What is Inter Partes Review, Post Grant Review and Covered Business Method Review?

You are an inventor. You have with great efforts secured a patent which has cost you a good quarter of your bank balance. You want to make the most out of your newly granted patent and decide to find if there are any organizations out there infringing on your patent. After a lot of time and resources spent, you find out a list of infringers who are overlapping on your patent and decide to seek some licensing royalties from them. You send them the demand letter and find that as a reply, one of the defendants have filed a petition for a post-grant review for your patent.

You have heard quite a bit about the inter parts review given all the coverage, but there is little you know about post-grant review. You would also like to know your options now, and all this could only be possible if you are aware of what exactly is Post grant review.

To aid you, the inventor, who would like to know a little bit more about these reviews, and even for the curious ones, we have detailed not just PGR, but the other two forms of review in detail, while also explaining how each is different from another.

By the end of this article, you will have answers to the following questions:

  • What is Post Grant Review?
  • What is Inter Partes Review?
  • What is the difference between Post Grant Review and Inter Partes Review?
  • What is Covered Business Method Review?
  • How is CBM different from PGR?

Sounds exciting? Let’s get reading!

What is Post Grant Review (PGR)?

A Post Grant review, as the name suggests, is the review of a patent after it has been granted i.e. registered before the Patent Trial and Appeal Board (PTAB) of the US Patent and Trademark Office (USPTO).

Using this review, the validity of that patent which has been granted is ascertained. This review can be filed immediately after the patent is granted. There is no waiting period required for such filing. However, there is a limitation period of 9 months within which the post-grant review should be filed.

It was introduced through the Leahy-Smith America Invents Act of 2011 (AIA) as a complement to the inter partes review. Both these reviews together replace the inter partes re-examination.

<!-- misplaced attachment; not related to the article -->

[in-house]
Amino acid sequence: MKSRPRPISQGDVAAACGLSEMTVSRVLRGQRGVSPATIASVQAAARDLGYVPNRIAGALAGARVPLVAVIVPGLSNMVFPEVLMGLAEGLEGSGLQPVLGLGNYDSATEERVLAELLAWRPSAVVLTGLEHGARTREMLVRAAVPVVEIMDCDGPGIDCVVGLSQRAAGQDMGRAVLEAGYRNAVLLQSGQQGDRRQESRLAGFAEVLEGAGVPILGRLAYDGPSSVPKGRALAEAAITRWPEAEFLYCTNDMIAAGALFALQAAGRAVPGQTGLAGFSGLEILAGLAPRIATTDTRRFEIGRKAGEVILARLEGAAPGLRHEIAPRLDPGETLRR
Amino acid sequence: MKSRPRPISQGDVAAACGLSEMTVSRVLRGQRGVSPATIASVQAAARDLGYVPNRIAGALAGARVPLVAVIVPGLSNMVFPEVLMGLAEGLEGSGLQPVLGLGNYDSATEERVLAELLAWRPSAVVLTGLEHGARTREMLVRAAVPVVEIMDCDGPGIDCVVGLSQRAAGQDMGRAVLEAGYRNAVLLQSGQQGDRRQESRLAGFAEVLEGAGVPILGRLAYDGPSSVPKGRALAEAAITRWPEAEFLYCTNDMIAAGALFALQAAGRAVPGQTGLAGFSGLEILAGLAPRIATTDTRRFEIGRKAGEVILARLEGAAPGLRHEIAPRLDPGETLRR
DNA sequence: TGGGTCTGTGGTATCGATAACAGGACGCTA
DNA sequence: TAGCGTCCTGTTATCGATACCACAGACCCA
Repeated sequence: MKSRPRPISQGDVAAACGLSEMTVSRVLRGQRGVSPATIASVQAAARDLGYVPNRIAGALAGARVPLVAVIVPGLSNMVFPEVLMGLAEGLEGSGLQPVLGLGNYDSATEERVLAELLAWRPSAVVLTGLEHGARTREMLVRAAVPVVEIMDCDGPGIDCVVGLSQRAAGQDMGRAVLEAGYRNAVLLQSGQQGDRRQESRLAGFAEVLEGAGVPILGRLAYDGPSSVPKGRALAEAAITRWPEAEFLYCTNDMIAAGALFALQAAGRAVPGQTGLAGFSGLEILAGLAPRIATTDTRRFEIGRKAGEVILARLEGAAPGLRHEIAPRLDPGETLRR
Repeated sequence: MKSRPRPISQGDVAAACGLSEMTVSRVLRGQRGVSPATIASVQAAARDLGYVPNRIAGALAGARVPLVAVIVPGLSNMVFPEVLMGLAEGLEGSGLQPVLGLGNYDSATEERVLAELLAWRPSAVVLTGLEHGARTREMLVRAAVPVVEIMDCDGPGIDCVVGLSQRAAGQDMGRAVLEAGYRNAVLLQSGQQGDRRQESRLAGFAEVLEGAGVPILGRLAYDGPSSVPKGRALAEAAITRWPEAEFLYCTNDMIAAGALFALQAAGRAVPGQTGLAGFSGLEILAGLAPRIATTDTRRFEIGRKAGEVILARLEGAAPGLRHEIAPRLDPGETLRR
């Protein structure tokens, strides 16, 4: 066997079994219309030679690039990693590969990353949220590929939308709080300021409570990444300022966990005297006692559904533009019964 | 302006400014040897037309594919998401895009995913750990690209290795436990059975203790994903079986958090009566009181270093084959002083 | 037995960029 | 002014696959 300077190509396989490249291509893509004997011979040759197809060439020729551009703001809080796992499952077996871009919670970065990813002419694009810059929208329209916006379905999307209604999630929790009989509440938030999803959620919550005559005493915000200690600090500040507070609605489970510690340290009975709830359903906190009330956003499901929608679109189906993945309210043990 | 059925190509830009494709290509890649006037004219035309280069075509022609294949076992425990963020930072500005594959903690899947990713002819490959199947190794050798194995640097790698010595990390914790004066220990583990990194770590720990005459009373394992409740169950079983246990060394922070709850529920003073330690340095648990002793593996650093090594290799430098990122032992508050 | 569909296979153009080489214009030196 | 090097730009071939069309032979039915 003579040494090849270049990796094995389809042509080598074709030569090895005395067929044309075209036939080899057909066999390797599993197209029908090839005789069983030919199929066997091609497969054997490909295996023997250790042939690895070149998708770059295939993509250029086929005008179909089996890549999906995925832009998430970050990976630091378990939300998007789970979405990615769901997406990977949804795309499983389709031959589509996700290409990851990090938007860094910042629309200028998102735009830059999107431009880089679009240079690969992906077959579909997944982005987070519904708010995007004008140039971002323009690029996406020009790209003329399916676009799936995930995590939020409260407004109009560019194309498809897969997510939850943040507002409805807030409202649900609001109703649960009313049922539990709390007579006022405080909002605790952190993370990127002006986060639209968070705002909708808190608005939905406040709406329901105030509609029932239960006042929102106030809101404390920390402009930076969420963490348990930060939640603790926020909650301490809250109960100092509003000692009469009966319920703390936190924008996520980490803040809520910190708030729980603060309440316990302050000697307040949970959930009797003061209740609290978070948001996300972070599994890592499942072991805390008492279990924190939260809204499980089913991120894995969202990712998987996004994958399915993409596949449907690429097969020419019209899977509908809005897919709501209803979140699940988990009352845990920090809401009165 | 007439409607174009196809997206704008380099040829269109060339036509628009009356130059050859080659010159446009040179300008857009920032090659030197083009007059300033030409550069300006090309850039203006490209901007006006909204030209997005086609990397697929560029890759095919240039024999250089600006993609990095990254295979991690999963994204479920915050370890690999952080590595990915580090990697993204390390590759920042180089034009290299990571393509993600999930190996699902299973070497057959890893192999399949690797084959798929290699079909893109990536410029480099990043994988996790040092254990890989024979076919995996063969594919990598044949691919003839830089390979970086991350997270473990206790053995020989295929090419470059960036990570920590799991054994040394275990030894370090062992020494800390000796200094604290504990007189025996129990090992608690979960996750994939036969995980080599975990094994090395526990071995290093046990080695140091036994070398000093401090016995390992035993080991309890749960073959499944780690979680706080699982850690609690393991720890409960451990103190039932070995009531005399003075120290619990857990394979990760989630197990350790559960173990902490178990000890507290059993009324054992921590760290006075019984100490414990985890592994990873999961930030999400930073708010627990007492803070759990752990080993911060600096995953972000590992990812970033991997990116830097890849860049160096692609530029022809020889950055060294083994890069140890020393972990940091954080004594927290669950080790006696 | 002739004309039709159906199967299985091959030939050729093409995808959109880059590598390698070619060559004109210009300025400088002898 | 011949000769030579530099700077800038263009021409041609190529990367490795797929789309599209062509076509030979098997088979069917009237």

For the Curious Soul: The first 3 final written PGR decisions were issued by the PTAB in June 2016, wherein 2 matters related to the patent dispute between the American Simmental Association and Leachman Cattle of Colorado. In these matters, the patents covered the genetic quality and relative market value of livestock.

American Simmental challenged the patents-at-issue under 35 U.S.C. §§ 101 and 103 and was successful in both the matters on applying the two-step framework of Alice case. It was held that the claims were “directed largely to applications of mathematical formulas and algorithms in the field of animal valuation” and that “all computer recitations in the challenged claims are recitations to generic computer hardware used in a conventional manner, which are insufficient to impart patentability under Alice.”

What is Inter Partes Review?

This review is filed as a challenge before the PTAB for an existing patent, which can be filed by any interested person other than the patent owner. There is no restriction on the filing of the inter partes review and it can be filed against any patent including first-to-invent and first-inventor-to-file patents. However, in the case of first-inventor-to-file patents, the review can be filed only after the lapse of nine months after the said patent has been approved or renewed or until after the end of a post-grant review.

Earlier, the liability to prove the patentability of the patent or its amended claims rested on the patent owner. However, it was struck down by the PTAB in the matter of Aqua Products Inc. v. Joseph Matal. The court has now reversed this burden of proof and now it rests on the petitioner to prove that the patent is not eligible to be granted.

Let us now ascertain the differences between both these reviews – Post Grant Review and Inter Partes Review.

Both these reviews are considered to be counterparts and are both filed before the PTAB with the similarities that they both aim at questioning the validity of a granted patent, and that these cannot be filed anonymously. Also, the time in which both these reviews must be completed before the PTAB is 1 year (which can be extended to 18 months if sufficient cause exists) and the appeal against both these reviews lies before the Federal Circuit.

Still, there are few key differences between them, which are listed underneath:

  • Availability

 The Post Grant Review can be filed immediately after the patent is granted and is available within nine months of the issuance of the said patent. However, the Inter Pates Review only becomes available nine months after the patent has been granted or after a Post Grant Review proceeding has expired.

  • Types of patents covered

A Post Grant Review can be filed only for select business method patents, first-inventor-to-file patents and for pending interferences. On the other hand, Inter Partes Review can be filed for all patents.